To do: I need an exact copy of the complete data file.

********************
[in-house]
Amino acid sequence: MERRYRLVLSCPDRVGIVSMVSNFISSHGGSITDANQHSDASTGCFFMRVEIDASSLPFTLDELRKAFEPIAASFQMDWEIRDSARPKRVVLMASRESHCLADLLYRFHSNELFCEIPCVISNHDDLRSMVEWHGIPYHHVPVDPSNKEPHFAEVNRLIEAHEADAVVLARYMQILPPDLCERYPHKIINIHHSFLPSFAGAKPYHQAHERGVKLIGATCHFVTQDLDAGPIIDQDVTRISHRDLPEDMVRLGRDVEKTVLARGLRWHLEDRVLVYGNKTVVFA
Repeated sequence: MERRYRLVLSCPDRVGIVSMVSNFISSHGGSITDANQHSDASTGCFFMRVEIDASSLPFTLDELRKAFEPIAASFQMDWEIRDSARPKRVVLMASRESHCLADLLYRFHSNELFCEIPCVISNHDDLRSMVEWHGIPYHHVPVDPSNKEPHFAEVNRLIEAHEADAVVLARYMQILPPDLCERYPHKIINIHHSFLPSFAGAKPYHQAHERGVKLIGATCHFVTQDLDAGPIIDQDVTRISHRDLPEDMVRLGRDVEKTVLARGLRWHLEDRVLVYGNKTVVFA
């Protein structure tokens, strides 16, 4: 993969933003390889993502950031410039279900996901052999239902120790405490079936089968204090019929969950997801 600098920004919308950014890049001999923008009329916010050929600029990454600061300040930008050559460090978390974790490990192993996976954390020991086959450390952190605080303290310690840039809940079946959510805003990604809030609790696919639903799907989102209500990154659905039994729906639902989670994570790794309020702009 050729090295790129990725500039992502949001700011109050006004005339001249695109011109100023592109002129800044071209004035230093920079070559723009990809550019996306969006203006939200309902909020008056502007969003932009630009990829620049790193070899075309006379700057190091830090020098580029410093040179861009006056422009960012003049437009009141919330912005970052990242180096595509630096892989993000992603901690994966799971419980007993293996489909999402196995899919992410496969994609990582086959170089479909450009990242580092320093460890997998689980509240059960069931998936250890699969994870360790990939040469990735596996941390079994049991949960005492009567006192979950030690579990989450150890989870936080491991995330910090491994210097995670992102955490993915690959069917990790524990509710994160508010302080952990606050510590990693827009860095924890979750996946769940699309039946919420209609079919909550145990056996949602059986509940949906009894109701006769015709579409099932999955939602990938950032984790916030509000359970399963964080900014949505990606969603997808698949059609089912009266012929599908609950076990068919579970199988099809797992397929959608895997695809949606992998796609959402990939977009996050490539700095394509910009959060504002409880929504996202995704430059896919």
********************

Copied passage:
[in-house]
Amino acid sequence: MERRYRLVLSCPDRVGIVSMVSNFISSHGGSITDANQHSDASTGCFFMRVEIDASSLPFTLDELRKAFEPIAASFQMDWEIRDSARPKRVVLMASRESHCLADLLYRFHSNELFCEIPCVISNHDDLRSMVEWHGIPYHHVPVDPSNKEPHFAEVNRLIEAHEADAVVLARYMQILPPDLCERYPHKIINIHHSFLPSFAGAKPYHQAHERGVKLIGATCHFVTQDLDAGPIIDQDVTRISHRDLPEDMVRLGRDVEKTVLARGLRWHLEDRVLVYGNKTVVFA
Repeated sequence: MERRYRLVLSCPDRVGIVSMVSNFISSHGGSITDANQHSDASTGCFFMRVEIDASSLPFTLDELRKAFEPIAASFQMDWEIRDSARPKRVVLMASRESHCLADLLYRFHSNELFCEIPCVISNHDDLRSMVEWHGIPYHHVPVDPSNKEPHFAEVNRLIEAHEADAVVLARYMQILPPDLCERYPHKIINIHHSFLPSFAGAKPYHQAHERGVKLIGATCHFVTQDLDAGPIIDQDVTRISHRDLPEDMVRLGRDVEKTVLARGLRWHLEDRVLVYGNKTVVFA
């Protein structure tokens, strides 16, 4: 993969933003390889993502950031410039279900996901052999239902120790405490079936089968204090019929969950997801 600098920004919308950014890049001999923008009329916010050929600029990454600061300040930008050559460090978390974790490990192993996976954390020991086959450390952190605080303290310690840039809940079946959510805003990604809030609790696919639903799907989102209500990154659905039994729906639902989670994570790794309020702009 050729090295790129990725500039992502949001700011109050006004005339001249695109011109100023592109002129800044071209004035230093920079070559723009990809550019996306969006203006939200309902909020008056502007969003932009630009990829620049790193070899075309006379700057190091830090020098580029410093040179861009006056422009960012003049437009009141919330912005970052990242180096595509630096892989993000992603901690994966799971419980007993293996489909999402196995899919992410496969994609990582086959170089479909450009990242580092320093460890997998689980509240059960069931998936250890699969994870360790990939040469990735596996941390079994049991949960005492009567006192979950030690579990989450150890989870936080491991995330910090491994210097995670992102955490993915690959069917990790524990509710994160508010302080952990606050510590990693827009860095924890979750996946769940699309039946919420209609079919909550145990056996949602059986509940949906009894109701006769015709579409099932999955939602990938950032984790916030509000359970399963964080900014949505990606969603997808698949059609089912009266012929599908609950076990068919579970199988099809797992397929959608895997695809949606992998796609959402990939977009996050490539700095394509910009959060504002409880929504996202995704430059896919």